• Dan

      Still sad to me that only a quarter of the city wants to have a say

  • harrydevlin

    Thankfully the evil-doers were defeated. It’s rare that developers, and the politicians that they own, ever lose in their effort to make massive amounts of money to the detriment of the city. Shame on Ed Lee and Gavin Newsom for helping developers in their efforts to destroy the waterfront.

  • Boone

    YES!! The City’s waterfront belongs to all of us. No private housing should occupy it. It should ALL be one, huge PUBLIC park.

    • Westernhero

      Sadly, much of this is the result of uninformed voters. Did you even spend time researching both sides of the initiative or just to the propaganda? While a housing project was planned, it would also include a new public park space that would be maintained without cost to the city, as well as generate jobs, tax revenue and revenue to build new affordable housing. What is the sacrifice for this? The waterfront view of already present luxury condos and some of the Bay Club’s tennis courts. They have 9 tennis courts on the waterfront…how many do you need?

  • leftoversright

    Does anyone that was in favor of these Props remember the Embarcadero Freeway. It had to come down to OPEN UP the waterfront. Only to close it up again with highrises?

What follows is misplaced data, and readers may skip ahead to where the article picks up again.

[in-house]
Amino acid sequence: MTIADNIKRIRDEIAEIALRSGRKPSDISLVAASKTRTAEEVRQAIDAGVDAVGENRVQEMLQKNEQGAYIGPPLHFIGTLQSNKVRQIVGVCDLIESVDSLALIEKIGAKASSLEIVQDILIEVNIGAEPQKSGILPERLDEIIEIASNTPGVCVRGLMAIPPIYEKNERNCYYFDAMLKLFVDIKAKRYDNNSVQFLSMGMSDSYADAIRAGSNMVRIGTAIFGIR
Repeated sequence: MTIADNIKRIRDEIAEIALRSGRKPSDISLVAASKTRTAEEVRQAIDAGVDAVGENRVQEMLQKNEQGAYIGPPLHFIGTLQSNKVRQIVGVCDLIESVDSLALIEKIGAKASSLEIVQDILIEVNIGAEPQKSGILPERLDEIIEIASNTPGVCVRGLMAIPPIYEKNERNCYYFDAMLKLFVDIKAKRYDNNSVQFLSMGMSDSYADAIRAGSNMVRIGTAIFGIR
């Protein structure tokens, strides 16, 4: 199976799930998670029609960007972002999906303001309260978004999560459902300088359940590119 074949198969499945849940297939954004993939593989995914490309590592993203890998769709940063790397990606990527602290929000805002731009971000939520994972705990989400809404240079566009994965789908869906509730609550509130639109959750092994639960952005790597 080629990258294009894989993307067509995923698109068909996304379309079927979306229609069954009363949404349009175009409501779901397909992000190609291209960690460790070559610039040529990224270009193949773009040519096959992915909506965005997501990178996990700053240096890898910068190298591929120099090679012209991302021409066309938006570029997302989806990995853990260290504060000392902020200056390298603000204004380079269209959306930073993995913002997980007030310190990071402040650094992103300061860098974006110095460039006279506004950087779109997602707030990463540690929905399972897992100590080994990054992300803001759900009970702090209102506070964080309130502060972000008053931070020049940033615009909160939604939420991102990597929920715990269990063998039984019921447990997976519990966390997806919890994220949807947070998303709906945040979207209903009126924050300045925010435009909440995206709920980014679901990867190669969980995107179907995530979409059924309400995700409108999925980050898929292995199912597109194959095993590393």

Dan Brekke

Dan Brekke is a blogger, reporter and editor for KQED News, responsible for online breaking news coverage of topics ranging from California water issues to the Bay Area's transportation challenges. In a newsroom career that began in Chicago in 1972, Dan has worked as a city and foreign/national editor for The San Francisco Examiner, editor at Wired News, deputy editor at Wired magazine, managing editor at TechTV as well as for several Web startups.

Since joining KQED in 2007, Dan has reported, edited and produced both radio and online features and breaking news pieces. He has shared in two Society of Professional Journalists Norcal Excellence in Journalism awards — for his 2012 reporting on a KQED Science series on water and power in California, and in 2014, for KQED's comprehensive reporting on the south Napa earthquake.

In addition to his 44 years of on-the-job education, Dan is a lifelong student of history and is still pursuing an undergraduate degree.

Email Dan at: dbrekke@kqed.org